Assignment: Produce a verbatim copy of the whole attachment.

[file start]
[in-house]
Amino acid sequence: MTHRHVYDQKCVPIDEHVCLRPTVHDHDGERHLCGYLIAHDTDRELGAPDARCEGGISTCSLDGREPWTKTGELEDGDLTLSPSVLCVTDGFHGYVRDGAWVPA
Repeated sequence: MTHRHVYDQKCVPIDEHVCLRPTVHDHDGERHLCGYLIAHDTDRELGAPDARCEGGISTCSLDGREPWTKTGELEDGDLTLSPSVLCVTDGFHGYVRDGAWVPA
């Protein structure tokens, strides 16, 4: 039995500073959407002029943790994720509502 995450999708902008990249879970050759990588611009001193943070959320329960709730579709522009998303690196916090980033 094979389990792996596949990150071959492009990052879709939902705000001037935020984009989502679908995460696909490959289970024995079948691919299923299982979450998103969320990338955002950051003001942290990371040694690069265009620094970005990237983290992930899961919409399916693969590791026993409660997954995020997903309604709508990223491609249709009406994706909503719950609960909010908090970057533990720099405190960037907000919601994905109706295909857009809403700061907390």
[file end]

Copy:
[in-house]
Amino acid sequence: MTHRHVYDQKCVPIDEHVCLRPTVHDHDGERHLCGYLIAHDTDRELGAPDARCEGGISTCSLDGREPWTKTGELEDGDLTLSPSVLCVTDGFHGYVRDGAWVPA
Repeated sequence: MTHRHVYDQKCVPIDEHVCLRPTVHDHDGERHLCGYLIAHDTDRELGAPDARCEGGISTCSLDGREPWTKTGELEDGDLTLSPSVLCVTDGFHGYVRDGAWVPA
């Protein structure tokens, strides 16, 4: 039995500073959407002029943790994720509502 995450999708902008990249879970050759990588611009001193943070959320329960709730579709522009998303690196916090980033 094979389990792996596949990150071959492009990052879709939902705000001037935020984009989502679908995460696909490959289970024995079948691919299923299982979450998103969320990338955002950051003001942290990371040694690069265009620094970005990237983290992930899961919409399916693969590791026993409660997954995020997903309604709508990223491609249709009406994706909503719950609960909010908090970057533990720099405190960037907000919601994905109706295909857009809403700061907390």